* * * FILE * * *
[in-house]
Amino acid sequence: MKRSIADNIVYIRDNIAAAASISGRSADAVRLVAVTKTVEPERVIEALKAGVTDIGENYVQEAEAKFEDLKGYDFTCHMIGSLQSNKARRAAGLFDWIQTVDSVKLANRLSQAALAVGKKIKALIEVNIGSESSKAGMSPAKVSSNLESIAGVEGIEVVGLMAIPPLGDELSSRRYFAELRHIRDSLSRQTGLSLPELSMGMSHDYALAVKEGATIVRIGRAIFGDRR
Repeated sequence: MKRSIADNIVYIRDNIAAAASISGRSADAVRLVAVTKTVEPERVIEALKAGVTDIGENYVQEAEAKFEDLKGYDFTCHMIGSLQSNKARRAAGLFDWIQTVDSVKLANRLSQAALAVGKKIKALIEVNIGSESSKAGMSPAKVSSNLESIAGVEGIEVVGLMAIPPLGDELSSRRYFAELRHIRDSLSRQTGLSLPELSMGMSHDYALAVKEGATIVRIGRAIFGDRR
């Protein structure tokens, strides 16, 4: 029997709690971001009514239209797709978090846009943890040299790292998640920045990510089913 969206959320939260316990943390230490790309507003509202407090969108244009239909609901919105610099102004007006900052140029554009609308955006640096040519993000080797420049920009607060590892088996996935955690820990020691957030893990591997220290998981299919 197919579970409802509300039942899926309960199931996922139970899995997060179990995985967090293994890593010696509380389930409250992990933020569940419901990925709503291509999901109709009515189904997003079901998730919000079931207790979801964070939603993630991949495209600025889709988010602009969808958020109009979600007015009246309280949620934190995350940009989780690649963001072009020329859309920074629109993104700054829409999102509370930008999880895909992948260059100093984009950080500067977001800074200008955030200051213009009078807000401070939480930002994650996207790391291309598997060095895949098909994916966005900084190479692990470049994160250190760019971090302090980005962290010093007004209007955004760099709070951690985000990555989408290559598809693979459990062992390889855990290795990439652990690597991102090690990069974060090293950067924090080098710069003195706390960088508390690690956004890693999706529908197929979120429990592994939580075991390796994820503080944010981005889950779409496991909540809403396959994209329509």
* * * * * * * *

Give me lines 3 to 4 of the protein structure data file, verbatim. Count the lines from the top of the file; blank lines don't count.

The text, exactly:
Repeated sequence: MKRSIADNIVYIRDNIAAAASISGRSADAVRLVAVTKTVEPERVIEALKAGVTDIGENYVQEAEAKFEDLKGYDFTCHMIGSLQSNKARRAAGLFDWIQTVDSVKLANRLSQAALAVGKKIKALIEVNIGSESSKAGMSPAKVSSNLESIAGVEGIEVVGLMAIPPLGDELSSRRYFAELRHIRDSLSRQTGLSLPELSMGMSHDYALAVKEGATIVRIGRAIFGDRR
């Protein structure tokens, strides 16, 4: 029997709690971001009514239209797709978090846009943890040299790292998640920045990510089913 969206959320939260316990943390230490790309507003509202407090969108244009239909609901919105610099102004007006900052140029554009609308955006640096040519993000080797420049920009607060590892088996996935955690820990020691957030893990591997220290998981299919 197919579970409802509300039942899926309960199931996922139970899995997060179990995985967090293994890593010696509380389930409250992990933020569940419901990925709503291509999901109709009515189904997003079901998730919000079931207790979801964070939603993630991949495209600025889709988010602009969808958020109009979600007015009246309280949620934190995350940009989780690649963001072009020329859309920074629109993104700054829409999102509370930008999880895909992948260059100093984009950080500067977001800074200008955030200051213009009078807000401070939480930002994650996207790391291309598997060095895949098909994916966005900084190479692990470049994160250190760019971090302090980005962290010093007004209007955004760099709070951690985000990555989408290559598809693979459990062992390889855990290795990439652990690597991102090690990069974060090293950067924090080098710069003195706390960088508390690690956004890693999706529908197929979120429990592994939580075991390796994820503080944010981005889950779409496991909540809403396959994209329509």